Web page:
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A revived GSA cheers and challenges high schools sexual-minority students


by: NEWS-TIMES PHOTO: CHASE ALLGOOD - The GSA (left to right): Amina Sheikh, Jaymie Parrish, Maggie Cornish, Elizabeth Burnard (an ally) and Claire Buhler regularly attend GSA meetings at Forest Grove High School. Sheikh, a lesbian, moved here this year from Lincoln High in Portland, which she described as more open and friendly to gay people. But Forest Grove just needs a little encouragement to open up, she said.The first eraser came flying across the classroom toward Claire Buhler just three days into her freshman year at Forest Grove High School. It was accompanied by a one-word explanation: “Dyke!”

Buhler knows she should have been outraged. “I wish I could say it made me mad and frustrated, but it doesn’t even get on my nerves at all,” she said. “I seriously feel bad for these people.”

Despite some harassment, Buhler says the high school in general has a “pretty good climate” for those outside the heterosexual norm.

One of the good parts is the resurgent Gender and Sexuality Alliance, a club which revived this year after an aimless period following its official approval in June 2009. The GSA wants to provide a safe social home for students across the sexual spectrum, including straight "allies," while also sparking discussions and strategizing about how to help people better understand the variety of sexual orientations represented in the acronym LGBTQIA (see sidebar on page X).

“We don’t want to use the word ‘tolerance,’” said Maggie Cornish, the senior who jumpstarted the club this fall and is now its president. “You don’t want to be ‘tolerated.’”

It was Muslims who sparked Cornish’s decision to restart the GSA. Over the summer, some of her Muslim friends were talking online about the prejudice they faced. The discussion sparked Cornish to read and think more deeply about prejudice and she realized she herself was probably guilty of stereotyping Muslims.

Reading more, she thought about how prejudice is unconsciously internalized and how it must be counteracted by getting to know other types of people.

As a lesbian, that hit home with Cornish.

Five 'allies'

When school started this year, she spoke to teachers Dawn Nelson and Laurel Black, who had volunteered to advise the GSA Club. Then she made some flyers to get the word out. The first meeting drew Buhler and a few other people. The third meeting was their largest, drawing a dozen, including five “allies,” (straight people who embrace their LGBT friends).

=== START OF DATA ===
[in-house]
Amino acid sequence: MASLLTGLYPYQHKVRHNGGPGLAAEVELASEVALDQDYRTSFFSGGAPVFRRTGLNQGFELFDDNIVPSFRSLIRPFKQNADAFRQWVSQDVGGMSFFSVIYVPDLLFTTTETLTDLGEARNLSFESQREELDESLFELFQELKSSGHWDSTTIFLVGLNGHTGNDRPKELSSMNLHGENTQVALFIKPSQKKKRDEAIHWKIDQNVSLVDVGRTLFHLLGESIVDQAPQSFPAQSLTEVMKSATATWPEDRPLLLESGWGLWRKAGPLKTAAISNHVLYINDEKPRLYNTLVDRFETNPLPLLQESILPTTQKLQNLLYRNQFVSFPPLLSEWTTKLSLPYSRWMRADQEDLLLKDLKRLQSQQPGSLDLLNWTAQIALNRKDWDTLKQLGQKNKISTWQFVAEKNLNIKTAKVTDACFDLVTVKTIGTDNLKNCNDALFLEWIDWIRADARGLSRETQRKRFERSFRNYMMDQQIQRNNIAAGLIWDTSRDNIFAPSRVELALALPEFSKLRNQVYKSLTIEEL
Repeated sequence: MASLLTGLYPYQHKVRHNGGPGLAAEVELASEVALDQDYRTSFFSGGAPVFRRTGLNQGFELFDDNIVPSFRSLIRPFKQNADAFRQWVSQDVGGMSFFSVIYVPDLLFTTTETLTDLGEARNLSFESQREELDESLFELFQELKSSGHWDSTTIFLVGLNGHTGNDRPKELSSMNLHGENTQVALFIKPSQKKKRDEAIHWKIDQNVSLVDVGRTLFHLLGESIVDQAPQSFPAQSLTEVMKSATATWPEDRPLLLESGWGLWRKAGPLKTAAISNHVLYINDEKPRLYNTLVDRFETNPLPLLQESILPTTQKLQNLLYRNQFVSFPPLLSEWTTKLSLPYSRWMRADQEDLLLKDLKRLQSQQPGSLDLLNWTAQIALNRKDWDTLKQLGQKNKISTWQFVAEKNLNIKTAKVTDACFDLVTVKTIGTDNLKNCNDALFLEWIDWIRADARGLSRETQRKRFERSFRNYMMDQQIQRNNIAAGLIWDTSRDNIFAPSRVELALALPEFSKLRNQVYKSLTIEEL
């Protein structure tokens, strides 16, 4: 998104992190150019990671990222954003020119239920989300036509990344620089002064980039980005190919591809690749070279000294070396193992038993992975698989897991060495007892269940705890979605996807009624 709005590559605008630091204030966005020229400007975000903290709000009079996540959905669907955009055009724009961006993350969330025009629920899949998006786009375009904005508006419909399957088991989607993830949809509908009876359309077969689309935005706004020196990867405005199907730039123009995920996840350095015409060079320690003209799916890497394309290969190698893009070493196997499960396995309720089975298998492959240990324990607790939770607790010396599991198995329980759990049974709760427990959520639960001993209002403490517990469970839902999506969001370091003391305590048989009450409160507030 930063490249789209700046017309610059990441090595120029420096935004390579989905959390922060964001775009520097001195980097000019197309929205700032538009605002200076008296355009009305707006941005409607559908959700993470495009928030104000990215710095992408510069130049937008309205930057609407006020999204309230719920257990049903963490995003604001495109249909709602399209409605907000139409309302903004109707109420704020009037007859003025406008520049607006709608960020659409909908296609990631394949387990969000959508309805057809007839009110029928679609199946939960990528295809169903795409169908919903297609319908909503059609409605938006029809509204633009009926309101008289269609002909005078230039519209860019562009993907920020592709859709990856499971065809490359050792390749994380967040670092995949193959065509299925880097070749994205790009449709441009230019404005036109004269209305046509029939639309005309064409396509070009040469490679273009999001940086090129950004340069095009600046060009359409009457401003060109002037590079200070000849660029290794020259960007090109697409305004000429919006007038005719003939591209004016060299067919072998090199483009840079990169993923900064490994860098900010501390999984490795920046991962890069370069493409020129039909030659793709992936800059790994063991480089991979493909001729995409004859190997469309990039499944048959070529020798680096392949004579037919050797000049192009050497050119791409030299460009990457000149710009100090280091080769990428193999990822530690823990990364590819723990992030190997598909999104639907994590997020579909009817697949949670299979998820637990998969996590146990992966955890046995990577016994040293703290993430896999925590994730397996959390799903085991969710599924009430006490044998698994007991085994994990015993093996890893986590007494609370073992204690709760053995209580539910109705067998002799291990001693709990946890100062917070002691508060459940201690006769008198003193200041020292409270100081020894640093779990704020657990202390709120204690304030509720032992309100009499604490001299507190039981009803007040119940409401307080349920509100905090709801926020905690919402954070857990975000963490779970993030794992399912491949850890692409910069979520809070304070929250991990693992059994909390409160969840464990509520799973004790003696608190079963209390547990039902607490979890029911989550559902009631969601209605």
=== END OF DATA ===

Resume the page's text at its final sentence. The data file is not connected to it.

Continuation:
But Cornish says support is far broader at the school.

“A lot of kids who want to do GSA are in the musical and other play stuff, so they’re busy,” Cornish said. Five to seven committed members regularly attend the after-school meetings, which take place in Nelson's classroom.

Outside the classroom windows, heterosexual couples kiss and nuzzle with no fear of being harassed, while inside the GSA presses forward with plans for T-shirts, videos and pride activities. Among sexual minorities, pride refers not to pure ego, but to their need to embrace and affirm themselves in a sometimes hostile society.

Nelson is impressed with the group’s generous outlook. They’re “not just talking about LGBT pride, but pride across the board,” she said. “About giving people who are different from you the benefit of the doubt.”

That’s hard to do in a high school the size of Forest Grove’s, said Nelson: “Kids that go to large schools stay in their own circles and don’t get to know other kids.”

At a small school, such as the charter school in Santa Cruz where she taught for two years, Nelson said, “people get to know each other and understand each other a lot better.”

That was Buhler’s experience at the Forest Grove Community School, the district’s small, 200-student, first- through eighth-grade charter school, where Buhler came out as lesbian in seventh grade.

“My teacher was out,” said Buhler, referring to Shannon Perry, who was not only out as lesbian, but also had a partner and was pregnant with the couple’s first child.

“You kind of knew who was OK with the issue by how they reacted to her,” Buhler said.